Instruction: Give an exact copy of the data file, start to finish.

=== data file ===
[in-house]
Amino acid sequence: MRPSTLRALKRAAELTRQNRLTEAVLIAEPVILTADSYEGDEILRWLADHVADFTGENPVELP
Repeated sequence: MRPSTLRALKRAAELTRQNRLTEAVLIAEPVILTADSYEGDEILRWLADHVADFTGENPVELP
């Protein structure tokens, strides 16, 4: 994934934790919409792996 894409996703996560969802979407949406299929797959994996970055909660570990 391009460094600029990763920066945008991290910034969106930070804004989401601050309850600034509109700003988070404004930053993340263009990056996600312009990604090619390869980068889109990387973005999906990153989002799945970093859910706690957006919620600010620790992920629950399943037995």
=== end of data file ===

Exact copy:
[in-house]
Amino acid sequence: MRPSTLRALKRAAELTRQNRLTEAVLIAEPVILTADSYEGDEILRWLADHVADFTGENPVELP
Repeated sequence: MRPSTLRALKRAAELTRQNRLTEAVLIAEPVILTADSYEGDEILRWLADHVADFTGENPVELP
């Protein structure tokens, strides 16, 4: 994934934790919409792996 894409996703996560969802979407949406299929797959994996970055909660570990 391009460094600029990763920066945008991290910034969106930070804004989401601050309850600034509109700003988070404004930053993340263009990056996600312009990604090619390869980068889109990387973005999906990153989002799945970093859910706690957006919620600010620790992920629950399943037995």